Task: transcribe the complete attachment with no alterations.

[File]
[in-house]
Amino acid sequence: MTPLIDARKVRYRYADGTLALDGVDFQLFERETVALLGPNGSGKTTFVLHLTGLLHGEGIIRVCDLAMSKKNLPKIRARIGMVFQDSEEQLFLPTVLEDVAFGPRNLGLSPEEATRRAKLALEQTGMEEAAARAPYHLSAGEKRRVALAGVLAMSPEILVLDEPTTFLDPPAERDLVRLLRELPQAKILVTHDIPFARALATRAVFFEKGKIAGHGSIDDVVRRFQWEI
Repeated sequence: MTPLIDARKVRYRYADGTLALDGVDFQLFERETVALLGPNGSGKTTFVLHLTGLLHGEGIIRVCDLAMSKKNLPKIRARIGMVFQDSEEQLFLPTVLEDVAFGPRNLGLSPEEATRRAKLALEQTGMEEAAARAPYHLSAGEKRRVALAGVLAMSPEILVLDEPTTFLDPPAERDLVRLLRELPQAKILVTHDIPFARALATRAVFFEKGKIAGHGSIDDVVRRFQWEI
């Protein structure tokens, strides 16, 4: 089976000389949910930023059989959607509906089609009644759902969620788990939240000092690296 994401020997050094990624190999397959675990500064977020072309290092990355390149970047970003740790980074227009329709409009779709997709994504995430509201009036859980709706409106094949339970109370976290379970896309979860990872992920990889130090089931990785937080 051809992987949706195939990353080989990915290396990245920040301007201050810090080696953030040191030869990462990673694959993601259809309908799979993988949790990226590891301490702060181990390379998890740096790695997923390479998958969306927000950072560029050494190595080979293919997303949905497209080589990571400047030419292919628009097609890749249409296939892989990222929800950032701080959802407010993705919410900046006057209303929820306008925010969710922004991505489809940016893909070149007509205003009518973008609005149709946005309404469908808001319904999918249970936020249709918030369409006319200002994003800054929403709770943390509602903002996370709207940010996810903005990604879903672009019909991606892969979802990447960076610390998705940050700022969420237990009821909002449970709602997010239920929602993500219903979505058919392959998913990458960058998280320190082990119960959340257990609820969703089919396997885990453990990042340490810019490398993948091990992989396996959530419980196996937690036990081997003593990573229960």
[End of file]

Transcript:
[in-house]
Amino acid sequence: MTPLIDARKVRYRYADGTLALDGVDFQLFERETVALLGPNGSGKTTFVLHLTGLLHGEGIIRVCDLAMSKKNLPKIRARIGMVFQDSEEQLFLPTVLEDVAFGPRNLGLSPEEATRRAKLALEQTGMEEAAARAPYHLSAGEKRRVALAGVLAMSPEILVLDEPTTFLDPPAERDLVRLLRELPQAKILVTHDIPFARALATRAVFFEKGKIAGHGSIDDVVRRFQWEI
Repeated sequence: MTPLIDARKVRYRYADGTLALDGVDFQLFERETVALLGPNGSGKTTFVLHLTGLLHGEGIIRVCDLAMSKKNLPKIRARIGMVFQDSEEQLFLPTVLEDVAFGPRNLGLSPEEATRRAKLALEQTGMEEAAARAPYHLSAGEKRRVALAGVLAMSPEILVLDEPTTFLDPPAERDLVRLLRELPQAKILVTHDIPFARALATRAVFFEKGKIAGHGSIDDVVRRFQWEI
């Protein structure tokens, strides 16, 4: 089976000389949910930023059989959607509906089609009644759902969620788990939240000092690296 994401020997050094990624190999397959675990500064977020072309290092990355390149970047970003740790980074227009329709409009779709997709994504995430509201009036859980709706409106094949339970109370976290379970896309979860990872992920990889130090089931990785937080 051809992987949706195939990353080989990915290396990245920040301007201050810090080696953030040191030869990462990673694959993601259809309908799979993988949790990226590891301490702060181990390379998890740096790695997923390479998958969306927000950072560029050494190595080979293919997303949905497209080589990571400047030419292919628009097609890749249409296939892989990222929800950032701080959802407010993705919410900046006057209303929820306008925010969710922004991505489809940016893909070149007509205003009518973008609005149709946005309404469908808001319904999918249970936020249709918030369409006319200002994003800054929403709770943390509602903002996370709207940010996810903005990604879903672009019909991606892969979802990447960076610390998705940050700022969420237990009821909002449970709602997010239920929602993500219903979505058919392959998913990458960058998280320190082990119960959340257990609820969703089919396997885990453990990042340490810019490398993948091990992989396996959530419980196996937690036990081997003593990573229960």